Unit tests are used to verify the behavior of a certain part of your PowerShell code. With mocking in Pester, you can mimic the behavior of commands referenced by the unit you are testing, which ensures that you only test your code, not the referenced commands.

When writing a unit test for a semi-complicated PowerShell function or script, you're probably going to have references to other functions or cmdlets inside of it. These functions and cmdlets are called in different ways, depending on the logic you've chosen to implement inside your code.

For example, if you have some code that checks for the existence of a file, you might then call Get-Content to read the contents. If not, you may then call Add-Content to create the file instead. A good unit test needs to contain each of these instances to ensure the code did what you thought it would do depending on the state of the file itself.

You could actually put a dummy file on your system somewhere, run your code, remove the file, and run your code again. This would test the functionality, but your unit test would then have a dependency on an environmental element (the file). This is not good practice as your unit test would not be testing just your code. In fact, it would be testing whatever storage system the file was on as well. What if the drive you placed the file on was non-existent? At the same time, you're also depending on Get-Content and Add-Content working right. It's best never to trust any other command in your unit test.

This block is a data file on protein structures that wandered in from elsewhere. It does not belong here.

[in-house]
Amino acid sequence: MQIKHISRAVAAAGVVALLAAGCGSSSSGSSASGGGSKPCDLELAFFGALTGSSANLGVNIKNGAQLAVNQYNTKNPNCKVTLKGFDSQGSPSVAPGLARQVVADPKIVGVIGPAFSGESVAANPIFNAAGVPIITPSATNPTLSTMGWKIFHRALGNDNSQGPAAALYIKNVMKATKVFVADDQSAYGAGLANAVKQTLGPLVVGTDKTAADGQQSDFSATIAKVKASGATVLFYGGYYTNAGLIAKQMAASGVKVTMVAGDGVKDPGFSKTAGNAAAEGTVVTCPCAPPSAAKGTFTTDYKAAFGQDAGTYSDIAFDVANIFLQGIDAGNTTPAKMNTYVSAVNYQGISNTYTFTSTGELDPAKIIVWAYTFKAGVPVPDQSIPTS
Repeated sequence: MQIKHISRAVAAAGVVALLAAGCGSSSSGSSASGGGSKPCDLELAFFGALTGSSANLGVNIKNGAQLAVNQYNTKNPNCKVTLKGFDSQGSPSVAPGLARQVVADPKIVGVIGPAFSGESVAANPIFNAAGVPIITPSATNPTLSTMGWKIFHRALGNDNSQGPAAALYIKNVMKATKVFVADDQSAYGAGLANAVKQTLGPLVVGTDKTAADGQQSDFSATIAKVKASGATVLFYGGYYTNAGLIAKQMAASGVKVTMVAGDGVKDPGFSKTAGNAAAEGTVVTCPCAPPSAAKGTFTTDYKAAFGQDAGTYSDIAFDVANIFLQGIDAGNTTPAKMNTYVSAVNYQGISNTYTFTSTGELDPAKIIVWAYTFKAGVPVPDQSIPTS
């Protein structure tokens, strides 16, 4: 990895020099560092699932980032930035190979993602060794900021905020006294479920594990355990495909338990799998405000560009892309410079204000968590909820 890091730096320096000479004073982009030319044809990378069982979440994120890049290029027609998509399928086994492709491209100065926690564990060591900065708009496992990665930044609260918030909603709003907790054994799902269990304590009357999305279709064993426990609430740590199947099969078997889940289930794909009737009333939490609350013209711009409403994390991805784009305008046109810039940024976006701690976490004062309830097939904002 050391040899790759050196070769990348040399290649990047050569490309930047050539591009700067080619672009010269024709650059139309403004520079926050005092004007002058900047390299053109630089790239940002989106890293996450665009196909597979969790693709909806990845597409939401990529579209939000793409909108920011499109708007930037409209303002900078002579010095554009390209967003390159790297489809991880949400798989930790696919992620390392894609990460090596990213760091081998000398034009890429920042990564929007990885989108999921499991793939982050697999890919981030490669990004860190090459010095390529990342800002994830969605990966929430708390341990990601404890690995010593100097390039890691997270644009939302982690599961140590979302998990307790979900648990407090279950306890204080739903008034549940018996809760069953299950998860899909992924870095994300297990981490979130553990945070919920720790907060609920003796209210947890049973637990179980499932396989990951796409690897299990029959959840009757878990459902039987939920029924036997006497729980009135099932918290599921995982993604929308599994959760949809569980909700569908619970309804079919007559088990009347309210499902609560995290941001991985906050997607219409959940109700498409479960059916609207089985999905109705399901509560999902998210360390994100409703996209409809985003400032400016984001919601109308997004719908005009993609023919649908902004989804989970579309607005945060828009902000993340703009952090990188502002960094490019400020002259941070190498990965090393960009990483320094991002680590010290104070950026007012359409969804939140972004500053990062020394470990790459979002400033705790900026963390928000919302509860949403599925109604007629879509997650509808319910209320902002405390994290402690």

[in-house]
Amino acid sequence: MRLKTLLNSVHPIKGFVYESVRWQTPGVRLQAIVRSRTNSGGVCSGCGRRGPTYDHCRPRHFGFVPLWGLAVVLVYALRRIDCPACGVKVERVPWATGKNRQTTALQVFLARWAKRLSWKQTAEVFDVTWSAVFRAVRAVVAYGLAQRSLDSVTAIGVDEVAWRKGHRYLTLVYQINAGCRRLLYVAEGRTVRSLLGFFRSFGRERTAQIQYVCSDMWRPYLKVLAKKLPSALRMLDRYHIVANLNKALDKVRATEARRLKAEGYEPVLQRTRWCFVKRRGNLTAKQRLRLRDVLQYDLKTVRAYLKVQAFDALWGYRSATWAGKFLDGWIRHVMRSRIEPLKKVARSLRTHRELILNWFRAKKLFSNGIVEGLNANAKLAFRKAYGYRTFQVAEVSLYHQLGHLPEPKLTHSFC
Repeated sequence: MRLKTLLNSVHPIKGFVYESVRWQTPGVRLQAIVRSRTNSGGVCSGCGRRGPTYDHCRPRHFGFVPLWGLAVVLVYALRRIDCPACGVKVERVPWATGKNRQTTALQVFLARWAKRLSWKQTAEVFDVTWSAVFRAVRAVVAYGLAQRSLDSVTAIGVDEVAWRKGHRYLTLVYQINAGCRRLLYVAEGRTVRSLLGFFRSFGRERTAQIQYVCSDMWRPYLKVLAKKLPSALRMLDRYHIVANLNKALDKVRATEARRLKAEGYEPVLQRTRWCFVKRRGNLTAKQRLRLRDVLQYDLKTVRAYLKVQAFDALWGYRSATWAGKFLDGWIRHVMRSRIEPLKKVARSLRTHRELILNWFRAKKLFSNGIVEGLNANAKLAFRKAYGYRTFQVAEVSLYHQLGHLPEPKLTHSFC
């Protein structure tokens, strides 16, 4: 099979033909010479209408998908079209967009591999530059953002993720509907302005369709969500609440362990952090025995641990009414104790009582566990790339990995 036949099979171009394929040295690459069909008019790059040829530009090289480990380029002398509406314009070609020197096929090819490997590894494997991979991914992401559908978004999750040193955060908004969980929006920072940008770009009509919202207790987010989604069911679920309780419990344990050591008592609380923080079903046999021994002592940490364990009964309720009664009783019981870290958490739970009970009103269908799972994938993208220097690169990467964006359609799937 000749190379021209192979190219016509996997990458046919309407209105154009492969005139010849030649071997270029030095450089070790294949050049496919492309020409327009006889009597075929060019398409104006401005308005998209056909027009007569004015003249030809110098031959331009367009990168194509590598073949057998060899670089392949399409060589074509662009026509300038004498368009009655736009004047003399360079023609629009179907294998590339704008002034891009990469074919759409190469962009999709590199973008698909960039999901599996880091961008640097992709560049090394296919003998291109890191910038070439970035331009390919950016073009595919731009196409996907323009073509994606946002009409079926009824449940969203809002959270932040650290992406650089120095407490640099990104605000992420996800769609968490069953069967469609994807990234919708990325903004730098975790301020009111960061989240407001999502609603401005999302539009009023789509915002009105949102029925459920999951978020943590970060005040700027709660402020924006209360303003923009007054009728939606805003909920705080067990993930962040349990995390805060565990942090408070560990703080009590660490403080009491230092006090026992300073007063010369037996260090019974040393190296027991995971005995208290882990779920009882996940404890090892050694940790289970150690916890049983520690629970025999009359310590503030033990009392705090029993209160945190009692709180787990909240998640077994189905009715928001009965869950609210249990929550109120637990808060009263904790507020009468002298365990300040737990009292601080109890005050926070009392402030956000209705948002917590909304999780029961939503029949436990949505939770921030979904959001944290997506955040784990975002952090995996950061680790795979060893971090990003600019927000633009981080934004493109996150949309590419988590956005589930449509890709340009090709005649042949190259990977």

So how do you build a good unit test that has calls to other commands so you can be sure it's only testing your code and not the other commands referenced? Mocking. Mocking is a way to eliminate these command dependencies and test only your code—not the code of the other commands and not code that depends on some environmental factor.

Let's start with a typical function that contains some logic and a few references to other commands inside.

function Get-FileContents
 {
     [CmdletBinding()]
     param
     (
         [Parameter(Mandatory)]
         [ValidateNotNullOrEmpty()]
         [string]$Path
     )
     
     if (Test-Path -Path $Path -PathType Leaf)
     {
         Get-Content -Path $Path
     }
     else
     {
         Add-Content -Path $Path -Value 'something in here'
         Get-Content -Path $Path
     }
 }

This function can go two different ways, depending on what Test-Path returns. If Test-Path returns $true, Get-Content will be called, and the Path parameter value will be passed to it. If not, Add-Content will first be called with the Path parameter passed to it, and then Get-Content will be called right afterward. Building a good unit test for this requires checking both of these scenarios.

I'll build my describe block and have my two It blocks with both scenarios inside:

describe 'Get-FileContents' {
     it 'creates a file then reads if the file does not exist' {
     }
     it 'only reads the file if it already exists' {
     }
 }

To get started building mocks, you must foresee all of the commands that will be called for each scenario. For both scenarios, Test-Path is going to be called by testing to see if the file exists. For the first scenario (file exists), it will then call Get-Content using the value of the Path parameter. For the second scenario, Add-Content and Get-Content will be called using the value of the Path parameter.